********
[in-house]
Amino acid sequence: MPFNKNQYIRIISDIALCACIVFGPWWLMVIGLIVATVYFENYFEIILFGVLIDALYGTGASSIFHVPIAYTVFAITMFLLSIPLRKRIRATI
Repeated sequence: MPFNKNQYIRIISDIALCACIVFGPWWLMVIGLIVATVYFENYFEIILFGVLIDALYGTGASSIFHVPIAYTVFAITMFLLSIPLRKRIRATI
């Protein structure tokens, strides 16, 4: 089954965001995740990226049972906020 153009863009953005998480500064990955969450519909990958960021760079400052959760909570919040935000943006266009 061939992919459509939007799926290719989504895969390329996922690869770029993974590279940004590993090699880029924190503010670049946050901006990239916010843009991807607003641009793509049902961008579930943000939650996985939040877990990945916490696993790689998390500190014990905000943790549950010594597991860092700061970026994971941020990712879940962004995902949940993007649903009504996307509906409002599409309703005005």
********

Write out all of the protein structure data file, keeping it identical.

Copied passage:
[in-house]
Amino acid sequence: MPFNKNQYIRIISDIALCACIVFGPWWLMVIGLIVATVYFENYFEIILFGVLIDALYGTGASSIFHVPIAYTVFAITMFLLSIPLRKRIRATI
Repeated sequence: MPFNKNQYIRIISDIALCACIVFGPWWLMVIGLIVATVYFENYFEIILFGVLIDALYGTGASSIFHVPIAYTVFAITMFLLSIPLRKRIRATI
């Protein structure tokens, strides 16, 4: 089954965001995740990226049972906020 153009863009953005998480500064990955969450519909990958960021760079400052959760909570919040935000943006266009 061939992919459509939007799926290719989504895969390329996922690869770029993974590279940004590993090699880029924190503010670049946050901006990239916010843009991807607003641009793509049902961008579930943000939650996985939040877990990945916490696993790689998390500190014990905000943790549950010594597991860092700061970026994971941020990712879940962004995902949940993007649903009504996307509906409002599409309703005005």